Tuesday, May 10, 2011

Vigil Against the Death Penalty tonight on the Square

Bishop Latino offers his support for ending the death penalty at the State Capitol this past April
Catholic Charities in Jackson sends the following message:
Please be reminded of the upcoming execution of Benny Joe Stevens today, May 10, 2011, at 6:00 pm.  We ask that you make plans to attend one of the below vigils in your area.  Vigil guides are enclosed for any parishes wishing to hold vigils of their own.

Hattiesburg - Sacred Heart Catholic Church steps, prayer vigil, 5:30 PM

Jackson - Capitol Street side of Governor's Mansion, 4:45 - 6:15

Jackson - Smith Park prayer vigil, 5:30 - 6:00

Oxford - Square - candlelight vigil, 6 PM

Parchman - visitors' gate entrance, Hwy 49, south of main gate; arrive between 4:00 - 4:50 only; penitentiary is on lock-down and times are strictly adhered to.

The vigil service is available here.

Bishop Latino recently spoke out against the death penalty as a member of a secular and religious body of activists. The Jackson Free Press story reads:
"Bishop Joseph Latino of the Roman Catholic Diocese of Jackson was adamant, however, that the death penalty is not a solution to violence. During his short speech, he reached out to victims' families.
'We surely recognize that crimes have been committed that are most heinous in the eyes of our society and in the eyes of God himself; however, we only continue the cycle of violence by having our state kill in the name of justice,' Latino said. 'Indeed, I am very aware of the pain and suffering of victims' families in these cases. Theirs is a suffering beyond comprehension, and they deserve our support, our prayers and our love. Peace and healing for their unfathomable pain is something only that faith can offer. Putting to death the person guilty of causing such great pain will not bring back lost the precious lives that have been taken. In fact, it will only create another set of victims, namely, the family of the person who is executed.'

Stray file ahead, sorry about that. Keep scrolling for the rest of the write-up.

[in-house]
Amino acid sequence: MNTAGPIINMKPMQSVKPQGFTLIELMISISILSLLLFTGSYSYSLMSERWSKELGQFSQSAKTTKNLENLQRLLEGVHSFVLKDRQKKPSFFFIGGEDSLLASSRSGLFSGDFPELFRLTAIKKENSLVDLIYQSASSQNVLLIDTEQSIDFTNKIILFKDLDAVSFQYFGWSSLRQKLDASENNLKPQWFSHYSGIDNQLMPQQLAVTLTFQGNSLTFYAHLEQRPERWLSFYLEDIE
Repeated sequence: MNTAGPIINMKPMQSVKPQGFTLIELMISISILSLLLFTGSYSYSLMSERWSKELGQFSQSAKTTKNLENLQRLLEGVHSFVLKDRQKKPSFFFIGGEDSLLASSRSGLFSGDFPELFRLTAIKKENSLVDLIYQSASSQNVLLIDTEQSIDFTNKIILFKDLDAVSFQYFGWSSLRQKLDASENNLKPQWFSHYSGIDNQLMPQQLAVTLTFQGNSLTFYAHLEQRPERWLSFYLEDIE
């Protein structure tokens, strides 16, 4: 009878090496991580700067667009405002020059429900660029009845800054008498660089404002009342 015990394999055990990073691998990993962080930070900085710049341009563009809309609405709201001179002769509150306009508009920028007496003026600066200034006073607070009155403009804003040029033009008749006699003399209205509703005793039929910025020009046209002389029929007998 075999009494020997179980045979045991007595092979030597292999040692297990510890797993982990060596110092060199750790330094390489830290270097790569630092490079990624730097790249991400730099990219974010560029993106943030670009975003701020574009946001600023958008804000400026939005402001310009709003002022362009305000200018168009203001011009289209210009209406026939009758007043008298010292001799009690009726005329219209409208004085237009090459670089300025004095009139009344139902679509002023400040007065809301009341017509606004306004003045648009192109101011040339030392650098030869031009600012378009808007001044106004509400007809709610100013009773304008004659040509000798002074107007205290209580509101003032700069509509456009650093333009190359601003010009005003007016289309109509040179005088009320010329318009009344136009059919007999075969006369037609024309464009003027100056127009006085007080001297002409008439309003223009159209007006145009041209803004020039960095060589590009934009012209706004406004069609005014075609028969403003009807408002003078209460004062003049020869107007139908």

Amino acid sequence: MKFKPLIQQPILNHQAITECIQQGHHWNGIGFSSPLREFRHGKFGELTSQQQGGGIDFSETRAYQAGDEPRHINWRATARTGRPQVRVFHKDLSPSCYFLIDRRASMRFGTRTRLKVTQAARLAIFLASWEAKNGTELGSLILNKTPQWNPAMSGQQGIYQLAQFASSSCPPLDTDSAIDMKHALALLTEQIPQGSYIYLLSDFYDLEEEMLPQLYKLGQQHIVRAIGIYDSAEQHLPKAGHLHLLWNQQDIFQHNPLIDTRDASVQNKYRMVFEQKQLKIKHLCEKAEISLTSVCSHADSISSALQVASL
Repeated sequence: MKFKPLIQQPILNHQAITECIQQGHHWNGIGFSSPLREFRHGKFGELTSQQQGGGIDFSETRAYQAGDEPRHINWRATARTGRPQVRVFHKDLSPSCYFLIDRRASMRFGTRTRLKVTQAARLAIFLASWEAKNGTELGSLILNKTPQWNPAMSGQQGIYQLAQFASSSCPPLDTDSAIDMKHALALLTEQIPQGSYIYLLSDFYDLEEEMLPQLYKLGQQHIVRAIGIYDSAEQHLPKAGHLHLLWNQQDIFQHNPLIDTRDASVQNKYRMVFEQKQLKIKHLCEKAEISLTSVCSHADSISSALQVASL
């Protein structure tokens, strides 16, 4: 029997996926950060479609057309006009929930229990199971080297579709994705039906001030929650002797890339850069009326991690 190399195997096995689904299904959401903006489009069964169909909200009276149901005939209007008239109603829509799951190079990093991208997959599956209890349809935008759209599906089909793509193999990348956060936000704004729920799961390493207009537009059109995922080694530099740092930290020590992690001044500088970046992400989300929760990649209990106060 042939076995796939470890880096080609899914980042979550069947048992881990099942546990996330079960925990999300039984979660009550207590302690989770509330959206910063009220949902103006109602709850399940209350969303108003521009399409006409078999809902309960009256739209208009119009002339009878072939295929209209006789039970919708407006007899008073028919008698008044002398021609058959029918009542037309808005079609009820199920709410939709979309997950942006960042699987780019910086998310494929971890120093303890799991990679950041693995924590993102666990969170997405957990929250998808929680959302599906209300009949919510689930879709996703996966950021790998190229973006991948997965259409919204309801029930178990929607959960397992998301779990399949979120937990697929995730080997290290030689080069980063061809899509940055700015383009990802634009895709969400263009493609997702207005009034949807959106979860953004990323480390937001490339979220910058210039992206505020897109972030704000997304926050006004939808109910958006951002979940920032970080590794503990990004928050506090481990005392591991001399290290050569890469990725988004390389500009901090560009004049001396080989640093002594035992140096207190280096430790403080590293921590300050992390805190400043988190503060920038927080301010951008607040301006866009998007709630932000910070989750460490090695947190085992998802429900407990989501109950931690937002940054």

..."Asked what the response would be if all pastors denounced the death penalty from the pulpit, Bishop Latino was straight forward: 'Probably, some collections would drop. I'm sure people would not buy it. I'm sure there are some people in this country who still believe in an eye for an eye and a tooth for a tooth.'"

Bishop Latino (back row) along with Mary Woodward, director of Evangelization for the diocese, and religious leaders at the Capitol.
He also signed an emotionally charged statement agreeing with Protestant and non-Christian leaders on the issue:
WHEREAS innocent human beings have been given the death penalty and been put to death;
WHEREAS violent crime continues despite the death penalty;
WHEREAS the death penalty is not impartially sought or evenly distributed by the criminal justice system;
WHEREAS the majority of those convicted and given the death penalty lacked adequate education, and adequate financial resources;
THEREFORE, we the Mississippi Religious Leadership Conference, an organization of interfaith leadership, call for an immediate moratorium on sentencing human beings to death in the name of the state and in the name of justice.
We recognized that the pain families and friends of victims' suffer is beyond our deepest understanding and we keep these individuals in our prayers in the hope that one day they may find healing and peace.
We call on all people to reflect more deeply on the death penalty. We see it as our moral imperative to speak out against this unjust distribution of a penalty that is flawed.
Concerning the official Church teaching, the Catechism of the Catholic Church says:
2267 The traditional teaching of the Church does not exclude, presupposing full ascertainment of the identity and responsibility of the offender, recourse to the death penalty, when this is the only practicable way to defend the lives of human beings effectively against the aggressor.
"If, instead, bloodless means are sufficient to defend against the aggressor and to protect the safety of persons, public authority should limit itself to such means, because they better correspond to the concrete conditions of the common good and are more in conformity to the dignity of the human person.
"Today, in fact, given the means at the State's disposal to effectively repress crime by rendering inoffensive the one who has committed it, without depriving him definitively of the possibility of redeeming himself, cases of absolute necessity for suppression of the offender 'today ... are very rare, if not practically non-existent.' 

There is no official parish sponsorship of the vigil this evening. However, do pray for the victims of violent crimes and those who are responsible for judgments concerning human life. Even our bishop, who is entrusted with the care and leadership of our spiritual life.